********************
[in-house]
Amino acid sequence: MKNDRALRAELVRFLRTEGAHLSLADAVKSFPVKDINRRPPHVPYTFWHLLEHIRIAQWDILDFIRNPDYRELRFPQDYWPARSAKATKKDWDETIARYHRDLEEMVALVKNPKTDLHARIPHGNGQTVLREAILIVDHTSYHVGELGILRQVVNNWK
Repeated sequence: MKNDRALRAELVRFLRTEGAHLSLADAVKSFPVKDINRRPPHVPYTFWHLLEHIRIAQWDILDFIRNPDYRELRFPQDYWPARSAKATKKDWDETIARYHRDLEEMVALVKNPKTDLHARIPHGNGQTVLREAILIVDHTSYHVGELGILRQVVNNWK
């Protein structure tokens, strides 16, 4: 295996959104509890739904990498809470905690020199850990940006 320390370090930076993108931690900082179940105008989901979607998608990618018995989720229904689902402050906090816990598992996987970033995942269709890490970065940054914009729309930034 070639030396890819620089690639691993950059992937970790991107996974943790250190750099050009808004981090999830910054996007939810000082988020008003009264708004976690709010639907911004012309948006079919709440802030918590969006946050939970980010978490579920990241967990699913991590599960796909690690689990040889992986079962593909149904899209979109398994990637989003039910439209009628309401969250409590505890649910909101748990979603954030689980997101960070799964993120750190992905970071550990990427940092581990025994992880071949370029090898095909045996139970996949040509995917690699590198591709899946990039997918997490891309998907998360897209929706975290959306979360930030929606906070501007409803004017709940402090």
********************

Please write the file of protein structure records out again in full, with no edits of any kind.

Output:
[in-house]
Amino acid sequence: MKNDRALRAELVRFLRTEGAHLSLADAVKSFPVKDINRRPPHVPYTFWHLLEHIRIAQWDILDFIRNPDYRELRFPQDYWPARSAKATKKDWDETIARYHRDLEEMVALVKNPKTDLHARIPHGNGQTVLREAILIVDHTSYHVGELGILRQVVNNWK
Repeated sequence: MKNDRALRAELVRFLRTEGAHLSLADAVKSFPVKDINRRPPHVPYTFWHLLEHIRIAQWDILDFIRNPDYRELRFPQDYWPARSAKATKKDWDETIARYHRDLEEMVALVKNPKTDLHARIPHGNGQTVLREAILIVDHTSYHVGELGILRQVVNNWK
């Protein structure tokens, strides 16, 4: 295996959104509890739904990498809470905690020199850990940006 320390370090930076993108931690900082179940105008989901979607998608990618018995989720229904689902402050906090816990598992996987970033995942269709890490970065940054914009729309930034 070639030396890819620089690639691993950059992937970790991107996974943790250190750099050009808004981090999830910054996007939810000082988020008003009264708004976690709010639907911004012309948006079919709440802030918590969006946050939970980010978490579920990241967990699913991590599960796909690690689990040889992986079962593909149904899209979109398994990637989003039910439209009628309401969250409590505890649910909101748990979603954030689980997101960070799964993120750190992905970071550990990427940092581990025994992880071949370029090898095909045996139970996949040509995917690699590198591709899946990039997918997490891309998907998360897209929706975290959306979360930030929606906070501007409803004017709940402090």